Christmas is not only the ‘most wonderful time of the year’ but also the most expensive. For students, the plethora of costs can make the difference between actual meals or solely instant noodles for seven days a week. However, one of the most magical parts of this festive season is decorating our flats and houses, without our families dictating the exact number of millimetres that have to be between each bauble on the tree. Becoming the next expert on ‘Grand Designs’ is an expensive venture though, so I’m here to help you give your home a student-friendly Christmas makeover that won’t break your bank – and that’s sustainable too! Continue reading Crafty Christmas Decorations on a Student Budget
Calling all Exeter students who care about the current single-use plastic epidemic! ‘BE THE CHANGE’ NEEDS YOU! Continue reading Eco-Bricks: What they are, why they’re useful and how you can get involved
The Tate Modern’s exhibition, In Real Life showcases Olafur Eliasson’s work at a scale that is truly breath-taking. This particularly immersive exhibition places the spectator at the centre of the art itself. Eliasson is a Danish-Icelandic artist and this exhibition offers 40 of his works from 1990 to today. In Real Life features his sculptures, immersive installations, photography, and painting. Eliasson’s art is often inspired by his time spent in Iceland and is predisposed to concern elemental forces of nature and investigate human perception and our collective ability to sense the world around us. His installation pieces are abstract and the message behind his art can seem ambiguous. Therefore, the reception of his work is highly subjective. Continue reading Review: Olafur Eliasson’s ‘In Real Life’ @ Tate Modern
Mary Quant is the pinnacle of 60s youth culture, revolutionising fashion and culture in a decade known for change. The V&A’s current exhibition honouring her both acts as a frozen capsule and transcends linear time. The exhibition’s historicism plays out through transporting you to her original BAZAAR shop in Knightsbridge, gazing into its shop window. The mannequins have playful poses, with some lying on the floor and jumping through the air, and hold eccentric props that Quant used herself – most notably a red lobster attached to a gold chain. This encouraged the exhibition’s engagement with visitors, replicating Quant’s vital and innovative interaction with the customer. Continue reading Review: Mary Quant at the V&A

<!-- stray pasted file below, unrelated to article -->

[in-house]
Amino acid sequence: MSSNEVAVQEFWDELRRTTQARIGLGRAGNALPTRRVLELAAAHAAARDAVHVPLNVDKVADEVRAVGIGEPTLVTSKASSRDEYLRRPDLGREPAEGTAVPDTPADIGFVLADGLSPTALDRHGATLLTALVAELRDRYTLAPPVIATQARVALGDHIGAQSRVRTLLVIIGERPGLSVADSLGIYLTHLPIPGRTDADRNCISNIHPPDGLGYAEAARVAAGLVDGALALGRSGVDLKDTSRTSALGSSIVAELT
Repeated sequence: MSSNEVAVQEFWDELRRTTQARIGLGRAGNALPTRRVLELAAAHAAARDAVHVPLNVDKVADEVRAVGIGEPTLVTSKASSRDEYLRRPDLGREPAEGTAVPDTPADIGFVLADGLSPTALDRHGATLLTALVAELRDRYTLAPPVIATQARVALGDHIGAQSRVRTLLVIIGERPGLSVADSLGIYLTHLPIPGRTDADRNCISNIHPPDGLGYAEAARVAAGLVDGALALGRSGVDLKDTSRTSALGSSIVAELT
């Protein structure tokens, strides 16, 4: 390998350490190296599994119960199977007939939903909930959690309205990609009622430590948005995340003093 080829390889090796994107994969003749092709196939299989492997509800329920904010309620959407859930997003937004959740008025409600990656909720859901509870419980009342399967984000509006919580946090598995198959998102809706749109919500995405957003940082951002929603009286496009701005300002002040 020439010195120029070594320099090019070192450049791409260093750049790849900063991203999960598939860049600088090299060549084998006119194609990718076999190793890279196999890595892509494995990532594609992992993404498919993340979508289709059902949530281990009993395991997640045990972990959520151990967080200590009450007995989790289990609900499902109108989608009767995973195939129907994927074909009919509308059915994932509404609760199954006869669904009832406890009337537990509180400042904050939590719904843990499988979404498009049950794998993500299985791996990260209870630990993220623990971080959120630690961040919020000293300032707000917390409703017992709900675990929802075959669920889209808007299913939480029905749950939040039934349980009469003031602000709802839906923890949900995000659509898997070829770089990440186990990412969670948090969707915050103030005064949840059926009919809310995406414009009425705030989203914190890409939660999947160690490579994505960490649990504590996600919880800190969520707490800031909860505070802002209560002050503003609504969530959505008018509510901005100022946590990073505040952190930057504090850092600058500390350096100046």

“In spite of it all, people have a need to couple. Even when they’re being destroyed, they’re still coupling. The Ballad of Sexual Dependency starts and ends with this premise, but in between there is the question of as to why there is this need to couple and why it is so difficult.” – Nan Goldin (1986) Continue reading Nan Goldin at the Tate Modern
Short trousers, redcurrants, summer rain, campsites, tears, electric hand mixers, intelligence, ice cubes, skin and plums. These are some of the objects and phenomena that Norwegian author, Karl Ove Knausgård describes in his book, Summer. Continue reading So Scandi: In praise of “Summer” by Karl Ove Knausgård
Mary Shelley’s Frankenstein is one of the rare pieces of literature that sits in the Venn diagram overlap of edgy teens and Romantic scholars. A tale of creation and loss, ambition and remorse, love and grief, Shelley remains the queen of innovative paralleling, not just in themes but in her characters. Her unique frame narrative of letters, stories, and even her preface never ceases to impress me with its clever overlapping and, while some parts of the tale are so implausible as to seem ridiculous, her intricacy and exquisite language rightly puts Frankenstein in the literary canon.
Continue reading Review: Frankissstein by Jeanette Winterson